4 Types of Real Estate Returns

Updated: Mar 6, 2019

The savvy investor wants to compare real estate investing with other forms like stocks, bonds, mutual funds, and ETFs. So what makes real estate investment so attractive in comparison? There are many factors that we are not going to get very far into today like historic stable performance or the tangible nature of real estate vs other assets. But, we will discuss these 4 points that really make real estate outshine some other investment options and next week we will do a quick case study on a simple "buy and hold" scenario.

1. Cash Flow

Sometimes referred to as "mailbox money", cash flow is the proceeds left over each month from a rental property after all of the expenses and financing has been paid. This is real profit that the owner can choose to use however they wish. The standard metric to weigh cash flow is called the "Cash-on-Cash" return (CoC). To calculate, take your annual cash flow divided by your amount invested, usually just the down payment (annual cash flow / down payment = CoC)

2. Amortization

An exciting and often overlooked aspect of owning rental property is that your tenants are paying your mortgage! That means not only are they paying the interest, but also the principle, which can be pulled out during a refinance or sale of the property later on. Every month that the mortgage is paid using the tenant's rent, the owner is building equity in the property. This really adds up over time.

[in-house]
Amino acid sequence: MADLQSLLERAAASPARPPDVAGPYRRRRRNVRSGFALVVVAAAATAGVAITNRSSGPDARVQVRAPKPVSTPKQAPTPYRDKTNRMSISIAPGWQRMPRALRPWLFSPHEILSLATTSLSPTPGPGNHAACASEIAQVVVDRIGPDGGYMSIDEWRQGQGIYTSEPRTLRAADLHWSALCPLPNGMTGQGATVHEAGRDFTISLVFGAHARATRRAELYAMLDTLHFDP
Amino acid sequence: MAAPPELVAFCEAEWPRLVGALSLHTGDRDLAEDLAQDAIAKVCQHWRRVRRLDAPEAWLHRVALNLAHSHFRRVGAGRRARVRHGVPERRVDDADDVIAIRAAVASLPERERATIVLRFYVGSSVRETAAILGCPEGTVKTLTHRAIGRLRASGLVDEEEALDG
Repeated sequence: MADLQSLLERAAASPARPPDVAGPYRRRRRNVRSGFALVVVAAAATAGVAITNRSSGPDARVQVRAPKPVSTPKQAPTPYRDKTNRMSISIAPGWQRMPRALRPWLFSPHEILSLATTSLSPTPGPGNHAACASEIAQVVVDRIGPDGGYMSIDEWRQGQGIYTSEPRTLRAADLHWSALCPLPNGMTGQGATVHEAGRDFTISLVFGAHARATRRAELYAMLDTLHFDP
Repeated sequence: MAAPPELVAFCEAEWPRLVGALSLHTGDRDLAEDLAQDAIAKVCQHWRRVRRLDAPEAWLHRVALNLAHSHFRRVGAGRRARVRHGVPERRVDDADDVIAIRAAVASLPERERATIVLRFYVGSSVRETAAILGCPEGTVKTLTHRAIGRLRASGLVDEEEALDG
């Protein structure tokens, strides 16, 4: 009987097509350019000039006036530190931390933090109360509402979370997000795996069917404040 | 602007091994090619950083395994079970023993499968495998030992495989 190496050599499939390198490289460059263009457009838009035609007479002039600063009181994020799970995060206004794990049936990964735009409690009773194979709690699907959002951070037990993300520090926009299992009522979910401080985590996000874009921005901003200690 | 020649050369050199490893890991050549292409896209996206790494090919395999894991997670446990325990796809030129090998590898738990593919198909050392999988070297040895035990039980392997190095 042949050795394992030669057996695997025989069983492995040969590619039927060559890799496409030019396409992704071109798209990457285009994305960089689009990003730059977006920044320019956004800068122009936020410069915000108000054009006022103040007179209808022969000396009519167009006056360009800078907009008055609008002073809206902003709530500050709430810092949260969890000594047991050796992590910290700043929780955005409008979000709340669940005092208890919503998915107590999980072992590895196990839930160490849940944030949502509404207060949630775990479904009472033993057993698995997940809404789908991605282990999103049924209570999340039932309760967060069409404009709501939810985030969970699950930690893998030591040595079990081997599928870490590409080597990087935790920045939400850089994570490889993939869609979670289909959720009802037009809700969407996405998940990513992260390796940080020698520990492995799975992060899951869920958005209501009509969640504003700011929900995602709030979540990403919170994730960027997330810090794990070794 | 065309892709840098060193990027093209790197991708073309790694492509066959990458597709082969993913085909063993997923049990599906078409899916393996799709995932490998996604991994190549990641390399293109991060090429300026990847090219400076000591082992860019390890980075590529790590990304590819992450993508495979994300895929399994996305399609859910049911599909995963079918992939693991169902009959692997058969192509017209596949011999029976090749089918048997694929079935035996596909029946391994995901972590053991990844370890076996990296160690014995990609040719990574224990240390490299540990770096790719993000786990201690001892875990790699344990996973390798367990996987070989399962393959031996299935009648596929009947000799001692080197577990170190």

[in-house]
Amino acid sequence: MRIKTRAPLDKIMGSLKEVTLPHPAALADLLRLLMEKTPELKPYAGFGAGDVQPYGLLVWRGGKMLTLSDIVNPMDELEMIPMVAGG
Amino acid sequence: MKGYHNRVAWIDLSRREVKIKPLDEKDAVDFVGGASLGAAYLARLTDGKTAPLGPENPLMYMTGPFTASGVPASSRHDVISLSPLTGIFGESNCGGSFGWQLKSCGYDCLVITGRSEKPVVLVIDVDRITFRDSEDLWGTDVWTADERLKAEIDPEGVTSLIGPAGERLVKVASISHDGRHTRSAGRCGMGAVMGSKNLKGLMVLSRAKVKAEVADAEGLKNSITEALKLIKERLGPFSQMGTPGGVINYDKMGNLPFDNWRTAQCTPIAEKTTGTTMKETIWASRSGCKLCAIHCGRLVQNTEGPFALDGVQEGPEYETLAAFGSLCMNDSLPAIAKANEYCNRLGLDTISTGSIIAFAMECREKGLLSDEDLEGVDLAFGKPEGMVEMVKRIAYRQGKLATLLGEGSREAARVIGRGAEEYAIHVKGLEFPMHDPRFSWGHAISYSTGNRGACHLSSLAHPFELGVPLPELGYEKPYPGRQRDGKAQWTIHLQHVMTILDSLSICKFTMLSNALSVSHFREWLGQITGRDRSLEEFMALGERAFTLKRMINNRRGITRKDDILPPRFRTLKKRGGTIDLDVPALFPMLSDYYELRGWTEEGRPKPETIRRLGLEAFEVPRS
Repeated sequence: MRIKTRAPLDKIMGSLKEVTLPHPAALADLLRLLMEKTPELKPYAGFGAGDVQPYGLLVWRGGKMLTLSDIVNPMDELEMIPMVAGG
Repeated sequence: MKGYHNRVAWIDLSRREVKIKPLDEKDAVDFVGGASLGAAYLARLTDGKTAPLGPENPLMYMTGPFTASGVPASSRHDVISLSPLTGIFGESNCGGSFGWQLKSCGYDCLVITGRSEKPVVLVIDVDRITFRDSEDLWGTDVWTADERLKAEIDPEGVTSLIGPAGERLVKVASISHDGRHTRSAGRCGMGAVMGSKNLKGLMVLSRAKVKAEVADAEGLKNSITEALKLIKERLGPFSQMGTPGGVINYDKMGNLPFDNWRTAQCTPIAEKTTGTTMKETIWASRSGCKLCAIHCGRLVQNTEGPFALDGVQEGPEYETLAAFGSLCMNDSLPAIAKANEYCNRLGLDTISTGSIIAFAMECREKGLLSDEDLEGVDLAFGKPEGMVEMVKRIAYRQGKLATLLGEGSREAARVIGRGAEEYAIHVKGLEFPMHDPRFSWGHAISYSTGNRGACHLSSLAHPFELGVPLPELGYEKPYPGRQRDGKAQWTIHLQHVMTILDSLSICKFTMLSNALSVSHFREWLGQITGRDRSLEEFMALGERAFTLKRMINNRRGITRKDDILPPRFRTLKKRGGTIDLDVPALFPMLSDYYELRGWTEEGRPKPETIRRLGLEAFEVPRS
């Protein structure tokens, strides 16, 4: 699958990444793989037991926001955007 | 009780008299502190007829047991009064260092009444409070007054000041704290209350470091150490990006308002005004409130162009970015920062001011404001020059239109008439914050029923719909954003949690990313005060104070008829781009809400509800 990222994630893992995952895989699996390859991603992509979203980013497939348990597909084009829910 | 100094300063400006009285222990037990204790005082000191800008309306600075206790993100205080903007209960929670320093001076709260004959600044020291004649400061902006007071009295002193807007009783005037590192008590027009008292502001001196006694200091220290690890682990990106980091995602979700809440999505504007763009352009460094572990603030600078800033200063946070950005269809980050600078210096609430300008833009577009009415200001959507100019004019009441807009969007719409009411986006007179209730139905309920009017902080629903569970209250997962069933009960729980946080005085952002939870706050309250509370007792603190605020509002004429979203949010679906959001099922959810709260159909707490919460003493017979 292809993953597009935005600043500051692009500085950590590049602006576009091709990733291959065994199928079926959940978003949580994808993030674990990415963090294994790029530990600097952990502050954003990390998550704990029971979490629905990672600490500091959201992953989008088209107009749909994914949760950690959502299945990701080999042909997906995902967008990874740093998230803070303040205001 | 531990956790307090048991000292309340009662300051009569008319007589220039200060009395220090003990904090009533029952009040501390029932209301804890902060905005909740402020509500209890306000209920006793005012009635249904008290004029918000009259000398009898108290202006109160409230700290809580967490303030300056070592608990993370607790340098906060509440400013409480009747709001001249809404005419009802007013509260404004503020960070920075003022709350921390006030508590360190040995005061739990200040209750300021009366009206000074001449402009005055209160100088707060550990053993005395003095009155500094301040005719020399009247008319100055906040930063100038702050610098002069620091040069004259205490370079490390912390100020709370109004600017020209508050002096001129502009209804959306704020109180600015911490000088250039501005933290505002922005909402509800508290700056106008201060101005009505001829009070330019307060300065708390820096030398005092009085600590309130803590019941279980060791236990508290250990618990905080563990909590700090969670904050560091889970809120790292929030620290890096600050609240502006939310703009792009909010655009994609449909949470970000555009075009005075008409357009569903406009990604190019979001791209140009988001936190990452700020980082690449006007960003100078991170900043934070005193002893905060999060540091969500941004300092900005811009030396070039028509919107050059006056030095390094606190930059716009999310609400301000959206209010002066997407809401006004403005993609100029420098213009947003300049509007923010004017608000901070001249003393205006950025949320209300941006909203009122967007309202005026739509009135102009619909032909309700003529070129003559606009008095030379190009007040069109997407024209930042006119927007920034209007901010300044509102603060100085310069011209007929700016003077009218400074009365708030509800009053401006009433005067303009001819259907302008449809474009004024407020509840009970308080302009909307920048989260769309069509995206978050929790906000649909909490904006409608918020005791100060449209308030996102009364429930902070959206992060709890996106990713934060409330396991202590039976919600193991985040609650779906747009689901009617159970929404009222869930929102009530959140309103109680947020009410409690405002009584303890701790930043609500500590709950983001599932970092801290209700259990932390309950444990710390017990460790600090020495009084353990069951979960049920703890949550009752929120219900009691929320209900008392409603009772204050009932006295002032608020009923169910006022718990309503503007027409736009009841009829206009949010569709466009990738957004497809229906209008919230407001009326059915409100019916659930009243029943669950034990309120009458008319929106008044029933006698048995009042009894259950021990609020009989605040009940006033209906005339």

3. Appreciation

Appreciation is likely the most debated method of earning a return on an investment property. To truly appreciate, the value of the property must outpace inflation, which averages about 3% in the US. Real estate, however, is a physical, tangible asset, fully under your control in which you can "force" appreciation by making improvements, raising rents, and/or reducing operating costs. The market will truly determine how much appreciation you can expect, so this won't always be a positive return, think Detroit, Michigan during the 2008 recession. Put some thought into your market and demographic indicators and you can usually expect appreciation to at least match inflation and in some cases, exceed it.

4. Depreciation

"Uncle Sam wants you to own real estate." I think it was Robert Kiyosaki who said that first in his popular book, 'Rich Dad Poor Dad' and it holds true more than ever today. Depreciation is a big deduction you can make off of your income to significantly reduce your taxable income, without any more cash out of your pocket. Overall, real estate investments have many other unique tax advantages as well, such as the ability to deduct mortgage interest and all of the operating expenses. You can also utilize a 1031 exchange to fore-go capital gains tax at sale. We will visit those in more depth some other time.

Check out next week's post to see how we put these principles into play on a buy and hold scenario with a 20 unit apartment building.

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